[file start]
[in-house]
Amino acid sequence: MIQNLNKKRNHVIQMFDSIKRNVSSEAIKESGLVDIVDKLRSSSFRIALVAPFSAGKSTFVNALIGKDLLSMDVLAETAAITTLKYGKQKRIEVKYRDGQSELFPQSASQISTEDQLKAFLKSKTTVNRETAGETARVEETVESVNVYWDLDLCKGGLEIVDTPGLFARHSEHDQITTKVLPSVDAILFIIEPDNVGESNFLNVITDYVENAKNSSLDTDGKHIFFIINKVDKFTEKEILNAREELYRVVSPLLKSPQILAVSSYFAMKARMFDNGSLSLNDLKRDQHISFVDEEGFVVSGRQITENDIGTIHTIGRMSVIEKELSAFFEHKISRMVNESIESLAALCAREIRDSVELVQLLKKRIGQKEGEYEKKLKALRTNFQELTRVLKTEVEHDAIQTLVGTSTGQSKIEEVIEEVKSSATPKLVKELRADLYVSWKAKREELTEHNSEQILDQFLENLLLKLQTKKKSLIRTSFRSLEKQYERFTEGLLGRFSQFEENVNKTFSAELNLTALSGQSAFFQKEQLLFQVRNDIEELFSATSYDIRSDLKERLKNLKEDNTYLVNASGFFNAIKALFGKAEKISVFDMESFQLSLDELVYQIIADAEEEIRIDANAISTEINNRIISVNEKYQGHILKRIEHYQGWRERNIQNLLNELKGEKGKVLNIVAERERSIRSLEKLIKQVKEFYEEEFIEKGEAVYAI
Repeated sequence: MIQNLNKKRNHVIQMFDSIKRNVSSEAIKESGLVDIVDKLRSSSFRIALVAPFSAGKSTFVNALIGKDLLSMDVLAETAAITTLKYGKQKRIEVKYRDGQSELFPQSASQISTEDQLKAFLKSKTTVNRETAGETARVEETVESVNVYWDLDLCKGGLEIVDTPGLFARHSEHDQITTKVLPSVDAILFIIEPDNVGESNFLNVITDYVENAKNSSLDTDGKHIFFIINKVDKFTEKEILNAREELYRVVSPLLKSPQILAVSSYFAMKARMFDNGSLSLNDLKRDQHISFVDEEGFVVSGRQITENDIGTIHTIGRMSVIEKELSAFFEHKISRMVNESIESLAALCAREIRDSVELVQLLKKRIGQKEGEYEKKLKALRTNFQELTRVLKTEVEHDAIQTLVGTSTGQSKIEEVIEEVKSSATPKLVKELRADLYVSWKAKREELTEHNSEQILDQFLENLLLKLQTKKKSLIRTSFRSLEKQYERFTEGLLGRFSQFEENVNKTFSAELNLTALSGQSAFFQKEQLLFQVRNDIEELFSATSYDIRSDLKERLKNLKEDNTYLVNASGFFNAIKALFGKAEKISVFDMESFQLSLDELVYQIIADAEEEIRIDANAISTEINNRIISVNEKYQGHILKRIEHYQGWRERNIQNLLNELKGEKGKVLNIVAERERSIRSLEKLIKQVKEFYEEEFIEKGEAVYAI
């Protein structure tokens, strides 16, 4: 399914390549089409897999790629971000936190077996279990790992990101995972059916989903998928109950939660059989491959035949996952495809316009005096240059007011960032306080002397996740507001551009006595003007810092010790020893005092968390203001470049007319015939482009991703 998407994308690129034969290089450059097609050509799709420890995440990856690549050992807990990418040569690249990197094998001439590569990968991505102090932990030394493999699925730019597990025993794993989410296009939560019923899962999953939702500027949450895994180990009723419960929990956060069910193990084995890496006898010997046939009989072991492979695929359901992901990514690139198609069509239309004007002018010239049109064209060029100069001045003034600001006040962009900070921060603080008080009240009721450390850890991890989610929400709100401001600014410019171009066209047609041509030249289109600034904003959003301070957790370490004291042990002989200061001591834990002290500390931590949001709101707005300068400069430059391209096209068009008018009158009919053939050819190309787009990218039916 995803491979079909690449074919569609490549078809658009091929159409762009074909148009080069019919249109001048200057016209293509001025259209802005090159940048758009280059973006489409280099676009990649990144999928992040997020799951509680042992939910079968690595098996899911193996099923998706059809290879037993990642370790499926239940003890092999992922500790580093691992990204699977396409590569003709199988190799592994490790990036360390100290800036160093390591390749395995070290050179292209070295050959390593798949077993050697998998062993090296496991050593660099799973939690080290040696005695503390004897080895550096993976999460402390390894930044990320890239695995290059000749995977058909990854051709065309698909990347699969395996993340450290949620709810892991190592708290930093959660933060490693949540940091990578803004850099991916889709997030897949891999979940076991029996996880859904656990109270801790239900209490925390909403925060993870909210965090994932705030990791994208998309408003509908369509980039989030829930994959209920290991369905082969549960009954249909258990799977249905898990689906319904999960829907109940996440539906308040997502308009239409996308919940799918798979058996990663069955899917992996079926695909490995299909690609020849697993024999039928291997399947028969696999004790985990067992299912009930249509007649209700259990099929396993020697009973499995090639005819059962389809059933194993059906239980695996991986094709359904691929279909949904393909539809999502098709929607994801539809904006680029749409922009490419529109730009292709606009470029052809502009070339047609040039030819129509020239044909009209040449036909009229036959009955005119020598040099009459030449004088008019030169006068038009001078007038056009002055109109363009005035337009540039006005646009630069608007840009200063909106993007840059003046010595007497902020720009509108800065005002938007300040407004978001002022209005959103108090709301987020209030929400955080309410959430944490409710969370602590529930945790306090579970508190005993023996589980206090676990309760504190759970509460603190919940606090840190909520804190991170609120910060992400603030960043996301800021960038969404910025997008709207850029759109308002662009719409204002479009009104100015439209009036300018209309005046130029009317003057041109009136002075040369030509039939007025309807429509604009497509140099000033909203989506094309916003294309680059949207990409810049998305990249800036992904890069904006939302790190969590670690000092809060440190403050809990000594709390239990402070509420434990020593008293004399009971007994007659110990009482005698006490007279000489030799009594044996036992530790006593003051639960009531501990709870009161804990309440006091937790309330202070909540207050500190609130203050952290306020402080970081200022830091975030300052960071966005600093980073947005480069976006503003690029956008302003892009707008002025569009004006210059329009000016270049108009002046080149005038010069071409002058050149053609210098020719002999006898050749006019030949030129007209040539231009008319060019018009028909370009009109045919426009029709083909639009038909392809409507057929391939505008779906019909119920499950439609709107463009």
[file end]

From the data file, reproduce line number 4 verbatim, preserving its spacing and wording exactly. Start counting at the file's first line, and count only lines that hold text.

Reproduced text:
């Protein structure tokens, strides 16, 4: 399914390549089409897999790629971000936190077996279990790992990101995972059916989903998928109950939660059989491959035949996952495809316009005096240059007011960032306080002397996740507001551009006595003007810092010790020893005092968390203001470049007319015939482009991703 998407994308690129034969290089450059097609050509799709420890995440990856690549050992807990990418040569690249990197094998001439590569990968991505102090932990030394493999699925730019597990025993794993989410296009939560019923899962999953939702500027949450895994180990009723419960929990956060069910193990084995890496006898010997046939009989072991492979695929359901992901990514690139198609069509239309004007002018010239049109064209060029100069001045003034600001006040962009900070921060603080008080009240009721450390850890991890989610929400709100401001600014410019171009066209047609041509030249289109600034904003959003301070957790370490004291042990002989200061001591834990002290500390931590949001709101707005300068400069430059391209096209068009008018009158009919053939050819190309787009990218039916 995803491979079909690449074919569609490549078809658009091929159409762009074909148009080069019919249109001048200057016209293509001025259209802005090159940048758009280059973006489409280099676009990649990144999928992040997020799951509680042992939910079968690595098996899911193996099923998706059809290879037993990642370790499926239940003890092999992922500790580093691992990204699977396409590569003709199988190799592994490790990036360390100290800036160093390591390749395995070290050179292209070295050959390593798949077993050697998998062993090296496991050593660099799973939690080290040696005695503390004897080895550096993976999460402390390894930044990320890239695995290059000749995977058909990854051709065309698909990347699969395996993340450290949620709810892991190592708290930093959660933060490693949540940091990578803004850099991916889709997030897949891999979940076991029996996880859904656990109270801790239900209490925390909403925060993870909210965090994932705030990791994208998309408003509908369509980039989030829930994959209920290991369905082969549960009954249909258990799977249905898990689906319904999960829907109940996440539906308040997502308009239409996308919940799918798979058996990663069955899917992996079926695909490995299909690609020849697993024999039928291997399947028969696999004790985990067992299912009930249509007649209700259990099929396993020697009973499995090639005819059962389809059933194993059906239980695996991986094709359904691929279909949904393909539809999502098709929607994801539809904006680029749409922009490419529109730009292709606009470029052809502009070339047609040039030819129509020239044909009209040449036909009229036959009955005119020598040099009459030449004088008019030169006068038009001078007038056009002055109109363009005035337009540039006005646009630069608007840009200063909106993007840059003046010595007497902020720009509108800065005002938007300040407004978001002022209005959103108090709301987020209030929400955080309410959430944490409710969370602590529930945790306090579970508190005993023996589980206090676990309760504190759970509460603190919940606090840190909520804190991170609120910060992400603030960043996301800021960038969404910025997008709207850029759109308002662009719409204002479009009104100015439209009036300018209309005046130029009317003057041109009136002075040369030509039939007025309807429509604009497509140099000033909203989506094309916003294309680059949207990409810049998305990249800036992904890069904006939302790190969590670690000092809060440190403050809990000594709390239990402070509420434990020593008293004399009971007994007659110990009482005698006490007279000489030799009594044996036992530790006593003051639960009531501990709870009161804990309440006091937790309330202070909540207050500190609130203050952290306020402080970081200022830091975030300052960071966005600093980073947005480069976006503003690029956008302003892009707008002025569009004006210059329009000016270049108009002046080149005038010069071409002058050149053609210098020719002999006898050749006019030949030129007209040539231009008319060019018009028909370009009109045919426009029709083909639009038909392809409507057929391939505008779906019909119920499950439609709107463009």